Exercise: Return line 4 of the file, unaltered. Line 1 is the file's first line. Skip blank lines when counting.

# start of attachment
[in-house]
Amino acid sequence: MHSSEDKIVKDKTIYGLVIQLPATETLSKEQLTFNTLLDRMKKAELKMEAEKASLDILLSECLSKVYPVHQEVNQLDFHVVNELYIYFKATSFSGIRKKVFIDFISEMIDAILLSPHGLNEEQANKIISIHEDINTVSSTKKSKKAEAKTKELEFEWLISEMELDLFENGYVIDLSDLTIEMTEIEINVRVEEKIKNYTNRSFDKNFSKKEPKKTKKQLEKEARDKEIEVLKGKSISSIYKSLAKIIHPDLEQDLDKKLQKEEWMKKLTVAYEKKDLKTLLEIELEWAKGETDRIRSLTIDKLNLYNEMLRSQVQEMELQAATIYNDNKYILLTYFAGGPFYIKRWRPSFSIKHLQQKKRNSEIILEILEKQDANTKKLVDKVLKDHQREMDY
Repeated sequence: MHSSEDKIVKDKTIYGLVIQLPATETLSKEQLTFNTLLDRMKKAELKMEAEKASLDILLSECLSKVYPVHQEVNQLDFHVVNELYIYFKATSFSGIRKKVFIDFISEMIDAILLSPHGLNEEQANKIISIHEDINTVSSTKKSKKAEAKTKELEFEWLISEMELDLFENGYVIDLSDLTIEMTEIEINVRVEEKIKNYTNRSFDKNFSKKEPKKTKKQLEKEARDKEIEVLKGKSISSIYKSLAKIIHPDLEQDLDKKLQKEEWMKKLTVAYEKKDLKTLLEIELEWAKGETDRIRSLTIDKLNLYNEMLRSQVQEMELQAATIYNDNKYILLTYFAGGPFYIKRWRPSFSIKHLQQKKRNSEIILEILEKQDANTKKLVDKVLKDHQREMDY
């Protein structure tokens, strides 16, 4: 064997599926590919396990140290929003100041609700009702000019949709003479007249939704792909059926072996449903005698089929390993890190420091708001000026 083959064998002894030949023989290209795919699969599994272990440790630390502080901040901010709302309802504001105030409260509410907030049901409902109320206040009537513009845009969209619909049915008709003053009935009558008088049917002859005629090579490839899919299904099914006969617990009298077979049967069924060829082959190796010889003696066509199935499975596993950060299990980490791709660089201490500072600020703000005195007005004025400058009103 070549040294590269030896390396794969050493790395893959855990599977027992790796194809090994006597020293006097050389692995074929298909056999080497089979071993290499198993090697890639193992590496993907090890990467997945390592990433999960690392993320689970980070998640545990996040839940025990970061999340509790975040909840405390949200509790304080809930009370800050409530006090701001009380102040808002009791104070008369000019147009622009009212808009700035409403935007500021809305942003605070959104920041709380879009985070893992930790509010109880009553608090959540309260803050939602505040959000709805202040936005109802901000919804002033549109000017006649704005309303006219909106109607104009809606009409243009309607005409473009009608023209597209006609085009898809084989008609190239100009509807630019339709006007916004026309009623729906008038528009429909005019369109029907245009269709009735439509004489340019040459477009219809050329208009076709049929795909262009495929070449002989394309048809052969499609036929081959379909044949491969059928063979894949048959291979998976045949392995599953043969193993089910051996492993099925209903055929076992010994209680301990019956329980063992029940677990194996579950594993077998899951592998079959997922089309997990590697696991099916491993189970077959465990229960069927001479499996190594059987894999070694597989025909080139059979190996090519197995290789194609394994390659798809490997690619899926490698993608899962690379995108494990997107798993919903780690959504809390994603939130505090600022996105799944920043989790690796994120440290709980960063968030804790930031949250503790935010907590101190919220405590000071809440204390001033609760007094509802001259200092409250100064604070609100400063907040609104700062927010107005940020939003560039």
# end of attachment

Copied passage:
């Protein structure tokens, strides 16, 4: 064997599926590919396990140290929003100041609700009702000019949709003479007249939704792909059926072996449903005698089929390993890190420091708001000026 083959064998002894030949023989290209795919699969599994272990440790630390502080901040901010709302309802504001105030409260509410907030049901409902109320206040009537513009845009969209619909049915008709003053009935009558008088049917002859005629090579490839899919299904099914006969617990009298077979049967069924060829082959190796010889003696066509199935499975596993950060299990980490791709660089201490500072600020703000005195007005004025400058009103 070549040294590269030896390396794969050493790395893959855990599977027992790796194809090994006597020293006097050389692995074929298909056999080497089979071993290499198993090697890639193992590496993907090890990467997945390592990433999960690392993320689970980070998640545990996040839940025990970061999340509790975040909840405390949200509790304080809930009370800050409530006090701001009380102040808002009791104070008369000019147009622009009212808009700035409403935007500021809305942003605070959104920041709380879009985070893992930790509010109880009553608090959540309260803050939602505040959000709805202040936005109802901000919804002033549109000017006649704005309303006219909106109607104009809606009409243009309607005409473009009608023209597209006609085009898809084989008609190239100009509807630019339709006007916004026309009623729906008038528009429909005019369109029907245009269709009735439509004489340019040459477009219809050329208009076709049929795909262009495929070449002989394309048809052969499609036929081959379909044949491969059928063979894949048959291979998976045949392995599953043969193993089910051996492993099925209903055929076992010994209680301990019956329980063992029940677990194996579950594993077998899951592998079959997922089309997990590697696991099916491993189970077959465990229960069927001479499996190594059987894999070694597989025909080139059979190996090519197995290789194609394994390659798809490997690619899926490698993608899962690379995108494990997107798993919903780690959504809390994603939130505090600022996105799944920043989790690796994120440290709980960063968030804790930031949250503790935010907590101190919220405590000071809440204390001033609760007094509802001259200092409250100064604070609100400063907040609104700062927010107005940020939003560039």